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Road Test: Mazda CX-3

By / 10 months ago / Medium, Road Tests, Small / No Comments

The CX-3’s updates are easily missed in a car park, but obvious on the road, says Alex Grant.

Sector: Compact SUV Price: £18,695-£25,195 Fuel: 44.1-70.1mpg CO2: 105-137g/km

Mazda CX-3 Sport Nav

Mazda CX-3 Sport Nav

In-life upgrades say a lot about a car; an opportunity to address howling oversights, or to bring in new drivetrains and re-challenge the newcomers. Yet, despite Mazda getting in ahead of an accelerating avalanche of compact SUVs, it’s hard to separate the new and old CX-3 even with a press pack in hand.

Fine-tuning is a familiar approach from Mazda, but it adds up. The thick-rimmed steering wheel is shared with the MX-5, linked to recalibrated power steering and working with re-tuned suspension dampers. It -3 also now gets G-Vectoring Control, which reduces engine torque to shift load onto the front tyres at the start of a corner for more grip, then re-applies it intelligently to keep it balanced through the turn.

Plenty of manufacturers claims to put the ‘Sport’ into ‘Sport Utility Vehicle’, but the CX-3 delivers. It’s reassuringly mechanical, agile and linear in the way it responds to driver inputs. All without crashing over rough surfaces for the other 95% of the journey. Mazda also re-tuned the engine mounts and added extra sound-absorbing material, all adding up to bigger-car refinement.

As before, there’s a three-trim line-up with limited optional equipment, and three engines. Instead of downsizing and turbocharging, Mazda used a 2.0-litre, unit from its larger cars, offered with 118bhp or 148bhp, the latter with four-wheel drive. It’s quiet, keen to rev and suits the sporty chassis setup perfectly, helped by precise, short-throw gear changes, and previous experience suggests it should come close to the claimed 47.9mpg on the road.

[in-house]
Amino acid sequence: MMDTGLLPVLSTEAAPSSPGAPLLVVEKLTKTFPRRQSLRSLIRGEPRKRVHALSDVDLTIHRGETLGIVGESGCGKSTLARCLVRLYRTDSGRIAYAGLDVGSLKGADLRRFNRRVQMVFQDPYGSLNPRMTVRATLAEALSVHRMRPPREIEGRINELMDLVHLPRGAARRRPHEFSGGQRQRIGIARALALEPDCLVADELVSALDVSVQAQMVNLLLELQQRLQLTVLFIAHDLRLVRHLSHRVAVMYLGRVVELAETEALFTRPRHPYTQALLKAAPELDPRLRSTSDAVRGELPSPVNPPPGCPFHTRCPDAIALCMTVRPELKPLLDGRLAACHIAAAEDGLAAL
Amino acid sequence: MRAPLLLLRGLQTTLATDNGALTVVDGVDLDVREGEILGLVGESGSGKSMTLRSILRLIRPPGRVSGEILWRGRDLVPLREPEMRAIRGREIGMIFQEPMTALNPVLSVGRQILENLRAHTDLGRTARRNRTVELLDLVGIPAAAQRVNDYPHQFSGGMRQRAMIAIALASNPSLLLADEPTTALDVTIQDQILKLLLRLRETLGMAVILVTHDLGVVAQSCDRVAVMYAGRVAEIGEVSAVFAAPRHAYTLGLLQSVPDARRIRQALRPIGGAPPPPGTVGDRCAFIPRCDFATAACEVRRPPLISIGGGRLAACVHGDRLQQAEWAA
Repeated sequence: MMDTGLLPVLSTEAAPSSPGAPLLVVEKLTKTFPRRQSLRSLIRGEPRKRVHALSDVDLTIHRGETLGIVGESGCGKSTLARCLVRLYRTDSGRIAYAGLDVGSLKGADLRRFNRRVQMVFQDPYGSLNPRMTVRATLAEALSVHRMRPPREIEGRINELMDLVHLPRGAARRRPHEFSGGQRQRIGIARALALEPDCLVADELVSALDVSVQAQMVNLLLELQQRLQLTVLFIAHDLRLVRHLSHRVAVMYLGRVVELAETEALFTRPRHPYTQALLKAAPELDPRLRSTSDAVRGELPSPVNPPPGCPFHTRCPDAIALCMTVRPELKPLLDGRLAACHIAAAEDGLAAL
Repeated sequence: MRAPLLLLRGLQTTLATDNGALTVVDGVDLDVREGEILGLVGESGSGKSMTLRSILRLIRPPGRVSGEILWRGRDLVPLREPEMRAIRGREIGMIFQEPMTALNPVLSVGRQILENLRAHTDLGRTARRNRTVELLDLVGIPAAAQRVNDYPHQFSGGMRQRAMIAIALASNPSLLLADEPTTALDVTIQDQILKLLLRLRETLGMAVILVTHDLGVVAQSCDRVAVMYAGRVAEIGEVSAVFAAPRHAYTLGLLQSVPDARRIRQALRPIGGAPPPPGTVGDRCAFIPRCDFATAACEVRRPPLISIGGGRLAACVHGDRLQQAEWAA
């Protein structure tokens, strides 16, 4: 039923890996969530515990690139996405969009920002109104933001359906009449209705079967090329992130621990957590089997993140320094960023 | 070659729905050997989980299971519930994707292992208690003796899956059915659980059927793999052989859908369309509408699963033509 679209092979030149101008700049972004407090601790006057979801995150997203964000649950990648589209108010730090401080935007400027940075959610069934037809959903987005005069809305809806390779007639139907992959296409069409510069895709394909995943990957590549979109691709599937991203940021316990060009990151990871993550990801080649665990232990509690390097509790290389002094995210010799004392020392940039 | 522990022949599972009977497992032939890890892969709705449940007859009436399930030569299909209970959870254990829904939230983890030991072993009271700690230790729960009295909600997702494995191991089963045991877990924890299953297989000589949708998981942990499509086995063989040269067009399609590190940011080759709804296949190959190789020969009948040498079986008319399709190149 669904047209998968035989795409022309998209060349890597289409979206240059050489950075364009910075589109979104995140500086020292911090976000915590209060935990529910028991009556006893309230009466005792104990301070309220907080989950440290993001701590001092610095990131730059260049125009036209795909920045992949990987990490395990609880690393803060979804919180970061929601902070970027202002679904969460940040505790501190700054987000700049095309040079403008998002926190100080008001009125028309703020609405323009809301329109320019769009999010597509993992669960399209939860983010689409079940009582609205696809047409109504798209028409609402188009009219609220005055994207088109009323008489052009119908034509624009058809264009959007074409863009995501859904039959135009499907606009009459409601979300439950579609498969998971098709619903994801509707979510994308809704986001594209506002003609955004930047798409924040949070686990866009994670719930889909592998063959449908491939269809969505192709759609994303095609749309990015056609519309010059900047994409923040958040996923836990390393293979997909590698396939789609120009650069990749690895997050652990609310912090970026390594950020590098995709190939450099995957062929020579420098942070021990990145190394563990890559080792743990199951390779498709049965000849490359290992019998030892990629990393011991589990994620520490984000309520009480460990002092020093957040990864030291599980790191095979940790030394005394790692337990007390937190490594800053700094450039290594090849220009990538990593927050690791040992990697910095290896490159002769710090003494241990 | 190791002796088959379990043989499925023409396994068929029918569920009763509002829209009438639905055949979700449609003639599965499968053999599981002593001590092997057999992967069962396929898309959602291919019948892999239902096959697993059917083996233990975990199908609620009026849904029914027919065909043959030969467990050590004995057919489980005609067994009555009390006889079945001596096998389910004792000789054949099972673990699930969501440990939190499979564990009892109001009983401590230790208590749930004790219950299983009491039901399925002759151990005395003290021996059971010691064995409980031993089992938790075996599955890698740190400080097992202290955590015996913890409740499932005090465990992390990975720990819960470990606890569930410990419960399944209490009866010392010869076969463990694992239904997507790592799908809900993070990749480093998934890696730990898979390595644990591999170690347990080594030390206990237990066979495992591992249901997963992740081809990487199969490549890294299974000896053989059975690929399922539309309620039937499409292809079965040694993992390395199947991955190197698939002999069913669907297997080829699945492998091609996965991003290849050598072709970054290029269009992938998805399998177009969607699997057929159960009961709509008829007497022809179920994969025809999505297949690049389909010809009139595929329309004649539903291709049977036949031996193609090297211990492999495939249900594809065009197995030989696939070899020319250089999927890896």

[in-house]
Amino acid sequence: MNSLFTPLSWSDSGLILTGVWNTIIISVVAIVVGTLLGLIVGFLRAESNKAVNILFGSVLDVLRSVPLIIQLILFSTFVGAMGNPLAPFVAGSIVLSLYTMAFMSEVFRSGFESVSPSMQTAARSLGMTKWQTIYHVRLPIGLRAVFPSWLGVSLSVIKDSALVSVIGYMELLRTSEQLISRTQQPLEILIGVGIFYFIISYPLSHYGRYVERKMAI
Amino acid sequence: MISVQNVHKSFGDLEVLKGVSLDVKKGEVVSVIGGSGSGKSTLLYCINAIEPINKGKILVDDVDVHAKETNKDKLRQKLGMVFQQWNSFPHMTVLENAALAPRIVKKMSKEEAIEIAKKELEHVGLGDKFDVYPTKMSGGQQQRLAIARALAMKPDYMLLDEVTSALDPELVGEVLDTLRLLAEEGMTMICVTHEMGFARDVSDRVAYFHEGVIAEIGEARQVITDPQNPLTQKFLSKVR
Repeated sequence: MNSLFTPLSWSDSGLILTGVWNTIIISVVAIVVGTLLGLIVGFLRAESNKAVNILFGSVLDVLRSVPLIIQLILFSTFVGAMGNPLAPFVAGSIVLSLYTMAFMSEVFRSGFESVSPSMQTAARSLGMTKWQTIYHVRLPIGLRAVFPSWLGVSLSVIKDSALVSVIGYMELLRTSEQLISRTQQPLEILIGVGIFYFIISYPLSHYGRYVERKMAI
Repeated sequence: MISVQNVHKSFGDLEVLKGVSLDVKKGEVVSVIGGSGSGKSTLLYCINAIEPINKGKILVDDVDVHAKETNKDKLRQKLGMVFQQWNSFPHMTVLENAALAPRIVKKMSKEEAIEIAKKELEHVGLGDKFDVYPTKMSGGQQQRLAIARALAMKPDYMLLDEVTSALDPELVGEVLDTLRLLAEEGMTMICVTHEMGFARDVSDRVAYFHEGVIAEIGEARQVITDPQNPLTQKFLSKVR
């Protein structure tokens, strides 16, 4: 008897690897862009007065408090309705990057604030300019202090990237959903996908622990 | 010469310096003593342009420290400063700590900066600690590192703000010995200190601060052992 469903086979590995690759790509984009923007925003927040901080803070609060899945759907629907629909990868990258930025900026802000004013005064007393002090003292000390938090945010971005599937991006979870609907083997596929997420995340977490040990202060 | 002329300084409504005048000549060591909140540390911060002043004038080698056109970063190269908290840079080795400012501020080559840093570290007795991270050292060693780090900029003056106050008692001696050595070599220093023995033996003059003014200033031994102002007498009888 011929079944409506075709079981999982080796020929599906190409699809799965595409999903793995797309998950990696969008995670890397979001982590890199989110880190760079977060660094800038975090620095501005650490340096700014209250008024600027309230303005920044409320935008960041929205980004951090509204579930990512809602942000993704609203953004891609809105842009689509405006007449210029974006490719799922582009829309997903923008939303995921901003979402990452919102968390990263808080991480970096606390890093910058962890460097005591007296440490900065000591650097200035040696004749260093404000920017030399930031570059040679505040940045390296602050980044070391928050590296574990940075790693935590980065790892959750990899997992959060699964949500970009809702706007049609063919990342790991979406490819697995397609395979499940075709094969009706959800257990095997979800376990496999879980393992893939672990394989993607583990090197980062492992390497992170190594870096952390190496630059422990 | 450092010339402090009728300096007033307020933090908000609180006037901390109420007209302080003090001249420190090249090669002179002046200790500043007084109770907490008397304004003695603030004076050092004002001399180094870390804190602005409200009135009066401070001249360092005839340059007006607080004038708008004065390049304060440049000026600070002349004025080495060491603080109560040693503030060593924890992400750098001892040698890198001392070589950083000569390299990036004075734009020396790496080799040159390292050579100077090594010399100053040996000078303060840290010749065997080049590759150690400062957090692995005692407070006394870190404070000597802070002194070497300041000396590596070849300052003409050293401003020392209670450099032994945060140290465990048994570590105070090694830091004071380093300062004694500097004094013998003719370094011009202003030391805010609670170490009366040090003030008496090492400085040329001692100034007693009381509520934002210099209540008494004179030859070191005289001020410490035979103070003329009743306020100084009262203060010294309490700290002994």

The 1.5-litre diesel takes only 20% of UK volume, and reduce fuel and tax costs mean it’s still the better fleet option, despite the £1,200 price disadvantage. It wasn’t available to drive at the launch, but the update includes new technology to sharpen throttle responses and cut noise under load. Small changes, but good enough to put it in with the class best.

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Alex Grant

Trained on Cardiff University’s renowned Postgraduate Diploma in Motor Magazine Journalism, Alex is an award-winning motoring journalist with ten years’ experience across B2B and consumer titles. A life-long car enthusiast with a fascination for new technology and future drivetrains, he joined Fleet World in April 2011, contributing across the magazine and website portfolio and editing the EV Fleet World Website.